Pelvic Vein Embolisation

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Pelvic vein embolisation
(Ref: www.radiologyinfo.org)
Pelvic Vein Embolisation.pdf
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Pelvic vein embolisation is a procedure used to treat varicosities within the pelvis. It may be required prior to treating varicose veins within the leg to prevent the problem within the legs recurring. 

There are two groups of patients who might require a pelvic vein embolisation. The first are women who have varicose veins in their legs that are developing because of incompetence in the pelvic venous system. This would be detected when the patient has their vascular ultrasound assesment prior to any varicose vein procedure. In this case they would need their pelvic venous incompetence treated prior to the varicose veins in their legs to stop the problem recurring. The second group of patients who may require pelvic vein embolisation are women who have pelvic congestion syndrome. This is the presence of varicose veins within the pelvis causing symptoms of chronic pelvic pain, abnormal menstrual bleeding, irritable bladder, vaginal discharge or varicose veins on the buttocks, vulva or thigh.

If you require a pelvic vein embolisation you wlll be referred to one of our specialised vascular radiologists. Under X-ray guidance they will insert a small catheter - a narrow tube about the size of a strand of spaghetti - into the femoral vein in the groin and direct it towards the problematic vein or veins within the pelvis. Once in position they will insert tiny coils and a sclerosing agent (a drug also used to treat varicose veins within the legs) into the problem vein in order to seal and close it.

The actual procedure will take around an hour however you will have to come into hospital on a daycase basis. This means that you will arrive a couple of hours before your procedure to be admitted onto a ward and prepare for the procedure and you will be taken back to the ward following the procedure. As soon as you have recovered from the embolisation you will be allowed to go home. This is usually about four hours after the procedure has finished.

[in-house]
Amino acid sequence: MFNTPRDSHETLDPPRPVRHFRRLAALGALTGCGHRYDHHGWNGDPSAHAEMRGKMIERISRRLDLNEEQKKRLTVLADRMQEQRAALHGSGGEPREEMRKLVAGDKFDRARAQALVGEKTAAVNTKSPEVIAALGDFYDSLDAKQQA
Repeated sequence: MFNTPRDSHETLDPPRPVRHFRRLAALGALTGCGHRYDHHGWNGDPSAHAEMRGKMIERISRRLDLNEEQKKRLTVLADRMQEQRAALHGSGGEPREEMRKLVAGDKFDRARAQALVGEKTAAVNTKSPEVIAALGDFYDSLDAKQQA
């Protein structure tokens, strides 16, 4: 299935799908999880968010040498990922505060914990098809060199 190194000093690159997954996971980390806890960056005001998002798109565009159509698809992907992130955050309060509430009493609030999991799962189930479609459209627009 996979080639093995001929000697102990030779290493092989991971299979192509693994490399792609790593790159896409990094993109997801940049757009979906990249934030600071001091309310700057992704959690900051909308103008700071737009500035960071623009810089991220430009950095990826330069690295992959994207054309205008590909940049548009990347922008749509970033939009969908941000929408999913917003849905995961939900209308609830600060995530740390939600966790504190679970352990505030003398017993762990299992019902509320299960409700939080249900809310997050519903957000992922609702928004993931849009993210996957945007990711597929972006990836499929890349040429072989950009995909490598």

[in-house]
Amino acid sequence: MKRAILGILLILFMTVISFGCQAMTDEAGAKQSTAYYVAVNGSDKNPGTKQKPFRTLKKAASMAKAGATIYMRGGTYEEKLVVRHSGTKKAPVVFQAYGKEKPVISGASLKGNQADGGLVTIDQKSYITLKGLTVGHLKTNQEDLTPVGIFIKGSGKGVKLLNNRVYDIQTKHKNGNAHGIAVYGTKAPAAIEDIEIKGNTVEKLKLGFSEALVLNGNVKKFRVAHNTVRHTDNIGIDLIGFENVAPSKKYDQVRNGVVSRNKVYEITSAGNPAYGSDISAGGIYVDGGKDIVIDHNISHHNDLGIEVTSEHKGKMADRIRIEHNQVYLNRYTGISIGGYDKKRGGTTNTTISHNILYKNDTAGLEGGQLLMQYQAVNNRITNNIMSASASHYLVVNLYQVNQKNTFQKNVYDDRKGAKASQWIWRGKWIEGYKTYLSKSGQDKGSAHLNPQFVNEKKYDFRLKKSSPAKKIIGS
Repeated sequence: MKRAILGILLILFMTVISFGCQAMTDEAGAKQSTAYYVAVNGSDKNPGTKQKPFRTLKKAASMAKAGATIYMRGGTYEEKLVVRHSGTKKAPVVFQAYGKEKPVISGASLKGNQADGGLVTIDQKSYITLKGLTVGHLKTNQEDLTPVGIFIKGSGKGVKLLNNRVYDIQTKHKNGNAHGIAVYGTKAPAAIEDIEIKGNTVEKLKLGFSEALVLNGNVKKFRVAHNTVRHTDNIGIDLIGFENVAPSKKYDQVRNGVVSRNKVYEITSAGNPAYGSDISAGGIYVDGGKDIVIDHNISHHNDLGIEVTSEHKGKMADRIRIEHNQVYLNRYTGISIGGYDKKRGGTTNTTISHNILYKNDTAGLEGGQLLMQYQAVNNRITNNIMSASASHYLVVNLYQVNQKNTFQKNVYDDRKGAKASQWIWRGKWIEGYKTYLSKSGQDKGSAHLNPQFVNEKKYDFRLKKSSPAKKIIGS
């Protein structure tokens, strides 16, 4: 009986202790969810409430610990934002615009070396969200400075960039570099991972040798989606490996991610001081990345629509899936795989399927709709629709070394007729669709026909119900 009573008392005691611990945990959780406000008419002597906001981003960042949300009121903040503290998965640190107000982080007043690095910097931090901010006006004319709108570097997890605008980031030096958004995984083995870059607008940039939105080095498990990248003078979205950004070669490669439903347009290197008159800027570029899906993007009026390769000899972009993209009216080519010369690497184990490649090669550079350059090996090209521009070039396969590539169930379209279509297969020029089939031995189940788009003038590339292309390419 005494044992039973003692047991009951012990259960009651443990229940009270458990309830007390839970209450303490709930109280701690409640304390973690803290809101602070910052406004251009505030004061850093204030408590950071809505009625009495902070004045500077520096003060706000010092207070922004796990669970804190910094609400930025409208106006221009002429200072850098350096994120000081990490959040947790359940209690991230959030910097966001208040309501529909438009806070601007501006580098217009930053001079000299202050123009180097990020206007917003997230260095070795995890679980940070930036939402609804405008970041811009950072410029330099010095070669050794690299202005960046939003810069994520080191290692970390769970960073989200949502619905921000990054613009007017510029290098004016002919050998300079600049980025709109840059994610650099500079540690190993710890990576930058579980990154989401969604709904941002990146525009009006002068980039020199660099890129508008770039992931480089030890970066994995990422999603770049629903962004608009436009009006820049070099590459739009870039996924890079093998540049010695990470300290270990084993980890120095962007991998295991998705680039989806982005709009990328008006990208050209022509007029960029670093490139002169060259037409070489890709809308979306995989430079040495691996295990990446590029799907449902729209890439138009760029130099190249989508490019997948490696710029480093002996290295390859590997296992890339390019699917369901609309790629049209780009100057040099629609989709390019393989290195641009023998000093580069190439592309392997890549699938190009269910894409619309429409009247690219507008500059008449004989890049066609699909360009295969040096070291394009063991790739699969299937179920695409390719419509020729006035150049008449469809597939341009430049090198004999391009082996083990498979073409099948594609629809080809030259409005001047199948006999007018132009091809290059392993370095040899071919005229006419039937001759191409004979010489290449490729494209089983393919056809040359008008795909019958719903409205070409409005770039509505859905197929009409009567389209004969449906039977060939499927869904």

No, any pain caused by the procedure will have been managed by your consultant. Prior to the embolisation the area will be numbed with a local anaesthetic and in most cases sedation and analgesics can also be given to make the patient more comfortable. 
 
Following the procedure you may experience some pelvic discomfort for one to two days. This is normal and can be managed with pain killers. 

 

Most women recover immediately from the procedure and are back to their normal activities the following day. However some may find that they require a couple of days off work in order to recover. There are no limitations as to what you can do following the procedure. 

Most women recover immediately from the procedure and are back to their normal activities the following day. However some may find that they require a couple of days off work in order to recover. There are no limitations as to what you can do following the procedure. 

 

Those patients who require varicose vein treatment of their legs following the procedure can have this done as soon as the next day although some women may want to leave at least a week between treatments to recover fully and minimise any post-procedural discomfort.  

How to contact us

Professor M Baguneid

Consultant Vascular Surgeon

Email: admin@vascularsurgery.org.uk

Web: www.vascularsurgery.org.uk

 

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